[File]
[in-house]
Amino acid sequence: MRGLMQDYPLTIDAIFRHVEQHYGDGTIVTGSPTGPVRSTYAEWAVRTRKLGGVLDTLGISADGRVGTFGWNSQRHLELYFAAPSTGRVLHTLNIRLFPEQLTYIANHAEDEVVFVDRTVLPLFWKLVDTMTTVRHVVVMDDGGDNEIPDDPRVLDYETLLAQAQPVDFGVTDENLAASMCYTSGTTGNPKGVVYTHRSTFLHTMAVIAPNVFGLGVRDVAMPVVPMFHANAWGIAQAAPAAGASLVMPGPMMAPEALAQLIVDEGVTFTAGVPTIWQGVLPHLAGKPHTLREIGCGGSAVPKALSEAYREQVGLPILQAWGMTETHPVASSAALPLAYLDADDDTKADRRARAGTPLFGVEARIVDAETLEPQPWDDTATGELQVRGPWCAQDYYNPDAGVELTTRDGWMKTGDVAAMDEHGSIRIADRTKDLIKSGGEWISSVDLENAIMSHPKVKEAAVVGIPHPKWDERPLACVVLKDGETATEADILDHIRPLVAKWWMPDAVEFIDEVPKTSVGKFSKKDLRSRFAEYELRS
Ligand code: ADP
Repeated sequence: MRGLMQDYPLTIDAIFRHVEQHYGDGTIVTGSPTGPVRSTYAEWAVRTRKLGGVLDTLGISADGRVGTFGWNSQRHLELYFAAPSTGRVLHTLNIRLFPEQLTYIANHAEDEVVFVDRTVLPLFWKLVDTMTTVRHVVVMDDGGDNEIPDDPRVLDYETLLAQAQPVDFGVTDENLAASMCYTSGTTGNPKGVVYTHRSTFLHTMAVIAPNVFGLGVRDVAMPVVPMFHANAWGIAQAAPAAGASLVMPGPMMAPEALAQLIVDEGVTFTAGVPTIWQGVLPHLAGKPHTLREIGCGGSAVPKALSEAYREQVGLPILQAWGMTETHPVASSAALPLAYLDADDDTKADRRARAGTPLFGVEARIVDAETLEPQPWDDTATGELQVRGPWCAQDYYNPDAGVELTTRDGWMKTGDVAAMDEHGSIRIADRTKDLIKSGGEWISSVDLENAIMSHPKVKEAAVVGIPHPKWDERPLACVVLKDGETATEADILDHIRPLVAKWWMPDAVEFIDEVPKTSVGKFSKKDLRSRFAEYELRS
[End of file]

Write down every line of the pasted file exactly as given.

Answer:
[in-house]
Amino acid sequence: MRGLMQDYPLTIDAIFRHVEQHYGDGTIVTGSPTGPVRSTYAEWAVRTRKLGGVLDTLGISADGRVGTFGWNSQRHLELYFAAPSTGRVLHTLNIRLFPEQLTYIANHAEDEVVFVDRTVLPLFWKLVDTMTTVRHVVVMDDGGDNEIPDDPRVLDYETLLAQAQPVDFGVTDENLAASMCYTSGTTGNPKGVVYTHRSTFLHTMAVIAPNVFGLGVRDVAMPVVPMFHANAWGIAQAAPAAGASLVMPGPMMAPEALAQLIVDEGVTFTAGVPTIWQGVLPHLAGKPHTLREIGCGGSAVPKALSEAYREQVGLPILQAWGMTETHPVASSAALPLAYLDADDDTKADRRARAGTPLFGVEARIVDAETLEPQPWDDTATGELQVRGPWCAQDYYNPDAGVELTTRDGWMKTGDVAAMDEHGSIRIADRTKDLIKSGGEWISSVDLENAIMSHPKVKEAAVVGIPHPKWDERPLACVVLKDGETATEADILDHIRPLVAKWWMPDAVEFIDEVPKTSVGKFSKKDLRSRFAEYELRS
Ligand code: ADP
Repeated sequence: MRGLMQDYPLTIDAIFRHVEQHYGDGTIVTGSPTGPVRSTYAEWAVRTRKLGGVLDTLGISADGRVGTFGWNSQRHLELYFAAPSTGRVLHTLNIRLFPEQLTYIANHAEDEVVFVDRTVLPLFWKLVDTMTTVRHVVVMDDGGDNEIPDDPRVLDYETLLAQAQPVDFGVTDENLAASMCYTSGTTGNPKGVVYTHRSTFLHTMAVIAPNVFGLGVRDVAMPVVPMFHANAWGIAQAAPAAGASLVMPGPMMAPEALAQLIVDEGVTFTAGVPTIWQGVLPHLAGKPHTLREIGCGGSAVPKALSEAYREQVGLPILQAWGMTETHPVASSAALPLAYLDADDDTKADRRARAGTPLFGVEARIVDAETLEPQPWDDTATGELQVRGPWCAQDYYNPDAGVELTTRDGWMKTGDVAAMDEHGSIRIADRTKDLIKSGGEWISSVDLENAIMSHPKVKEAAVVGIPHPKWDERPLACVVLKDGETATEADILDHIRPLVAKWWMPDAVEFIDEVPKTSVGKFSKKDLRSRFAEYELRS